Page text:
And I did promise you something food related as you put up with me in my last post going on about learning life lessons in the garden and talking about my darling shaved cat, so I won’t disappoint but this is something pretty simple. Almost too simple. That’s what makes it so good though.

It’s a wrap.
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Nothing superbly special, right?

But I’ll tell you, start with this creamy Avocado White Bean Spread and any wrap you make will be just a titch better. Grill some chicken, beef strips or shrimp, get some good crab meat or top quality tuna and add whatever vegetables you prefer. Grate some good cheese into it. Wrap it in a nice flavorful tortilla and pour some ice tea. The weather has been HOT here, and this cool and quick dinner was just the ticket. We were picking at the crumbs and sighing in contentment at each other. A few fresh cherries rounded out a perfect summer meal.

Creamy Avocado and White Bean Spread

From Eating Well magazine (and adapted slightly by Kate)

1 15-oz can Great Northern beans, drained and rinsed
1 ripe avocado
1/2 c. grape tomatoes (my addition)
1-2 T. finely minced red onion (or use some good onion powder like Penzeys)
Fresh ground black pepper and coarse salt to taste

In the bowl of a food processor, combine all ingredients and process until slightly chunky. Scrape sides. Pulse once or twice more to fully combine and scrape into a clean bowl. Season to taste.

Spread about nice layer of this on a tortilla and top with your choice of fillings. Roll up tightly and enjoy. It’s also delicious as a chip and raw vegetable dip (but it does NOT photograph well! Sorry!)

Would you like something equally delicious and appealing with little fuss? How about a nice Mexican Rice?

Kate’s Mexican Rice

1 15-oz can diced or whole tomato
1 medium onion
1 jalapeno (seeded if you wish)
1 4-oz can green chilies
1 1/2 c. white rice

Fresh lime wedges and oil for cooking.

In the bowl of a food processor, place tomato, onion (cut into fourths) jalapeno and green chilies. Blend until mixture is finely chopped, almost to the point of being like a thin salsa. Pour into a measuring cup. It should be about 3-4 cups.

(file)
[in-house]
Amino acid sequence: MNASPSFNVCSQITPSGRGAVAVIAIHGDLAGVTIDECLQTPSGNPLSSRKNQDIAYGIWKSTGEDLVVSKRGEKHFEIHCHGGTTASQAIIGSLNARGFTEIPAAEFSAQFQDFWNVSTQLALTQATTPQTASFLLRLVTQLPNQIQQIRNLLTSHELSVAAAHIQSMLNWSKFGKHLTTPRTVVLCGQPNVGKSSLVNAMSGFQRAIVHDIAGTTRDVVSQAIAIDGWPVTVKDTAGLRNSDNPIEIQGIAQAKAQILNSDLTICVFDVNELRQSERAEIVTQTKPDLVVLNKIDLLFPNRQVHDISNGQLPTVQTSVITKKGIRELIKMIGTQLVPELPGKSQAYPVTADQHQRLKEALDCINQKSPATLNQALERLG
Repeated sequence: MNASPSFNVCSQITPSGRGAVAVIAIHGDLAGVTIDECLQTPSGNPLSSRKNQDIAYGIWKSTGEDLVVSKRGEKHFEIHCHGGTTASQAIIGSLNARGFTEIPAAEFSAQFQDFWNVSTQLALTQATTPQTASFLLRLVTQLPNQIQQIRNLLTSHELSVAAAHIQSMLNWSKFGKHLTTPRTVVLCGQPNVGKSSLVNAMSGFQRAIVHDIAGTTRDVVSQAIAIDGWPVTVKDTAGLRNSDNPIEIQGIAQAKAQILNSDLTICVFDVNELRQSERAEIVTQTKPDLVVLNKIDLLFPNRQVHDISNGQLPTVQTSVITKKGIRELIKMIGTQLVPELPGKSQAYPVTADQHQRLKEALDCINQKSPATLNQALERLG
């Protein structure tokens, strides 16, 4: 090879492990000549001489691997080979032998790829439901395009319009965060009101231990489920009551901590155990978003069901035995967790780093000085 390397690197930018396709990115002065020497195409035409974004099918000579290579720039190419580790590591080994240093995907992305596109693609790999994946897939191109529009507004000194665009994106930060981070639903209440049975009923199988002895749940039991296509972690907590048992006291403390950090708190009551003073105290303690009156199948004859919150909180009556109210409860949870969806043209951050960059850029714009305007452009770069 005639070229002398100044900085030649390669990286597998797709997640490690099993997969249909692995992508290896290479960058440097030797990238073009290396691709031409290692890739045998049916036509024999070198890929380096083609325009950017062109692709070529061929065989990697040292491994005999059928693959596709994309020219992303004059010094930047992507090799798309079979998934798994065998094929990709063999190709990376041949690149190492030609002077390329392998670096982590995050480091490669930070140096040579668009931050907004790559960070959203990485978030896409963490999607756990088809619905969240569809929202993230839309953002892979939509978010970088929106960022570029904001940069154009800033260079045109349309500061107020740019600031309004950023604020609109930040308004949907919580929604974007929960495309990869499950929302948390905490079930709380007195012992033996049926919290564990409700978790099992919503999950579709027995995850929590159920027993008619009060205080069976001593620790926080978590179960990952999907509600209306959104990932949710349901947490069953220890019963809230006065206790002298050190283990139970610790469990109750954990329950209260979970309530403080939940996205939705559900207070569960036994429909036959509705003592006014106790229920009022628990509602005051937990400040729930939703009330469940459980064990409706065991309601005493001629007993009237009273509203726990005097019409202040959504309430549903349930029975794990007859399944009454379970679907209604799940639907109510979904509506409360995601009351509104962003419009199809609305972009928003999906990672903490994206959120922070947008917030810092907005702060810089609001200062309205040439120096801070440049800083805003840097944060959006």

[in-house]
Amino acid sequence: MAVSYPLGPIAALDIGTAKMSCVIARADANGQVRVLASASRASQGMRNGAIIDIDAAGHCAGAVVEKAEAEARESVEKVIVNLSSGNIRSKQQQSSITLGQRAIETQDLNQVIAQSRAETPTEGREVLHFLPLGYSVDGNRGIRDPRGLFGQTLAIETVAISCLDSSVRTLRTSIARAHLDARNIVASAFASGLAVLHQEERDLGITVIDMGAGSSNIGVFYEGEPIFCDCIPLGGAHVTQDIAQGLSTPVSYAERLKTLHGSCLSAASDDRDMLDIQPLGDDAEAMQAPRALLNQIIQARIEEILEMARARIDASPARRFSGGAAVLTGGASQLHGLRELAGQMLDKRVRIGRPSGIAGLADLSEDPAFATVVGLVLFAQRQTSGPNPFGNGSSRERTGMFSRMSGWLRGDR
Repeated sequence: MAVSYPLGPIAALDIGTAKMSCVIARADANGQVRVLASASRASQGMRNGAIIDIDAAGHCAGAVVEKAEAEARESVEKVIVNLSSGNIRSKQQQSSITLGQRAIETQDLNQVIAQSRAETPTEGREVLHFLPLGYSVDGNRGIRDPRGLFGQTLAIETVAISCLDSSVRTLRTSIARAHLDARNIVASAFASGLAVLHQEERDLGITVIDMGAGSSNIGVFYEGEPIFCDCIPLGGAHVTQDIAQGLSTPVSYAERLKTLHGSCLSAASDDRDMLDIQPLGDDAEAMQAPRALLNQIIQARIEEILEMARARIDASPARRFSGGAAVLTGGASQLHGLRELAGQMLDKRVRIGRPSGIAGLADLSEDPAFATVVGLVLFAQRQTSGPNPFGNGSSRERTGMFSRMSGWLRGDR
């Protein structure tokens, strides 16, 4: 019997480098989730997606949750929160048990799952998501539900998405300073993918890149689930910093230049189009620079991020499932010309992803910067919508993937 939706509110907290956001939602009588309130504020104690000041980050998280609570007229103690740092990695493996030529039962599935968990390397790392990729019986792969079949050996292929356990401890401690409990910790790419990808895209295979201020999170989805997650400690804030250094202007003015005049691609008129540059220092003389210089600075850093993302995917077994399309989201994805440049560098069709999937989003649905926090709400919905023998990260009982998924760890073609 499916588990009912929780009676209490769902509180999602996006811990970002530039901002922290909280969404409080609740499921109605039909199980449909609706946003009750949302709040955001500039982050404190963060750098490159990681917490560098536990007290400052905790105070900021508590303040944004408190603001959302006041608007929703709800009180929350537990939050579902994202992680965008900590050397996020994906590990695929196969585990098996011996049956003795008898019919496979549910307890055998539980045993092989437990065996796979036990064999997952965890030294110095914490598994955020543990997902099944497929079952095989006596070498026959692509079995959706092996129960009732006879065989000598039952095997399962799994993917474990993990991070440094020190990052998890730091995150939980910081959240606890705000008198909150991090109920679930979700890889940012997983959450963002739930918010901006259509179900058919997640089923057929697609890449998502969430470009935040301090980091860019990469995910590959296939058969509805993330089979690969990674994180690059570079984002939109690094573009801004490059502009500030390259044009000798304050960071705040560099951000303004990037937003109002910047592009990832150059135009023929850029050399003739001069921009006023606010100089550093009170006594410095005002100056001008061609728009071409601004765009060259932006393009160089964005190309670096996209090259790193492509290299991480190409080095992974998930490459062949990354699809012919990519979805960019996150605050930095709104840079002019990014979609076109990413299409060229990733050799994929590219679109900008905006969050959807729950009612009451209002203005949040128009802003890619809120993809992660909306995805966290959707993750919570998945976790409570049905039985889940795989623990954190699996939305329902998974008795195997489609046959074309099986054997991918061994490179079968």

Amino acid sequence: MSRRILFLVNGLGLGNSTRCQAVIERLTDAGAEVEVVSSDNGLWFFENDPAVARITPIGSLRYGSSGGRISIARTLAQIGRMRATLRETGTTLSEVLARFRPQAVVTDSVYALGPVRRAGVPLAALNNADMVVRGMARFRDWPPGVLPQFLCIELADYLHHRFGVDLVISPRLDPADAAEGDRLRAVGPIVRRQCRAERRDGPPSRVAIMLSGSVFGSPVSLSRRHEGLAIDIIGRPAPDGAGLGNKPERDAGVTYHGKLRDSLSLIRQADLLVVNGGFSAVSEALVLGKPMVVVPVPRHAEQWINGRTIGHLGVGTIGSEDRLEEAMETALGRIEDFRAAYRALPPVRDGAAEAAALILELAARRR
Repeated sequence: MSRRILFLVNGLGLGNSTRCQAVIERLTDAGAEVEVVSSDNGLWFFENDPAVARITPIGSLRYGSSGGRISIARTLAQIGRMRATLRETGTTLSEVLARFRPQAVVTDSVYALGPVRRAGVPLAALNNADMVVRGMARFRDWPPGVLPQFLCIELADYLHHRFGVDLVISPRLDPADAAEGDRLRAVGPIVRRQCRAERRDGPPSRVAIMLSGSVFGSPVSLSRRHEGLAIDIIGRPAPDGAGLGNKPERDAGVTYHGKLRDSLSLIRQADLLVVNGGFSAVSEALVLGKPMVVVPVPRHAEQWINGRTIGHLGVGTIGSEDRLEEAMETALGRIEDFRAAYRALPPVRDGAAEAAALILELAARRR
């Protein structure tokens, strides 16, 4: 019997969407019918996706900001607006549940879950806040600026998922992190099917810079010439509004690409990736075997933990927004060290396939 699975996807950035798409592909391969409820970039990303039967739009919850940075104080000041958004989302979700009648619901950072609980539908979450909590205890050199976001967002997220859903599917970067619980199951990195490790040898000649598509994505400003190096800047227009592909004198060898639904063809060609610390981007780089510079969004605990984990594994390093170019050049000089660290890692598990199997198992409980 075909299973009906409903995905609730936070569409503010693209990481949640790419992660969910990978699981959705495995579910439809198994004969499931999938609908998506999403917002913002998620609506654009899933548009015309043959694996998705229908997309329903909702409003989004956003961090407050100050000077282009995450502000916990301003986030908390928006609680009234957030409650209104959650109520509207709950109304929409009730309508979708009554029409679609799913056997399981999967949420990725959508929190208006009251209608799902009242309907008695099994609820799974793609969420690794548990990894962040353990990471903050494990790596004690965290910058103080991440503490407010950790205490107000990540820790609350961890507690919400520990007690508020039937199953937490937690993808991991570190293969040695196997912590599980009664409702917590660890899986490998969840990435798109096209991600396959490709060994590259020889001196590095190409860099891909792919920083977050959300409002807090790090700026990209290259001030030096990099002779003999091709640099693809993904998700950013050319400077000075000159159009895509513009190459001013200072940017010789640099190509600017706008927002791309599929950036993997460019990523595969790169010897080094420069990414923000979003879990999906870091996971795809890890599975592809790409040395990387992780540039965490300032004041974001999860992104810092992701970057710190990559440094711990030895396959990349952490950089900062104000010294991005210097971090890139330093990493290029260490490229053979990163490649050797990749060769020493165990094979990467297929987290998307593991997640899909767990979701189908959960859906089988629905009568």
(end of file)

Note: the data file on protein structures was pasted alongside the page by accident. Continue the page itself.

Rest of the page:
In a deep skillet over medium high flame, heat about 2 T. of cooking oil until very hot. Pour in the rice and stir to coat with oil. Turn heat down to medium and continue to cook, stirring regularly until the rice is turning browned and becoming very fragrant, about 5-8 minutes. The pan should be smoking hot by now. Carefully pour in the tomato mixture- careful of the steam!- and quickly stir to combine it with the toasted rice. Allow to come to a simmer and then cover, reduce heat and cook until liquid is absorbed. Turn off heat and allow pan to stand, covered, for about 10-15 minutes. Fluff with a fork and serve, squirting some fresh lime juice over the top.

You can stir in another chopped jalapeno before serving the cooked rice. It adds another level of heat to the dish. Other good additions are canned black beans (rinsed), frozen corn, sauteed zucchini or roasted peppers. Or all of it. For varied flavors, try using fire roasted tomatoes. If you wish to use fresh tomato, the equivalent would be about three medium sized ones and it’s a good idea if you peel them before using. This is excellent as a rice to use with burritos and tastes fabulous topped with cold chunks of avocado.

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My apologies to those who come here for the food. Although, yes, I am mostly about food in my little corner of the blog-world here, there’s a lot more to what nurtures me than the food I cook; hard to believe, I know, but in the snippets of insight you sometimes get to the rest of my existence, there is a great deal more that brings me joy and I just want to share it with you. It’s not overbearing, really. and feel free to click away if you only want to read about food.
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This post is NOT about food or taste, but a glimpse into other areas of my life that offer nourishment to me. Like sight and smell and touch.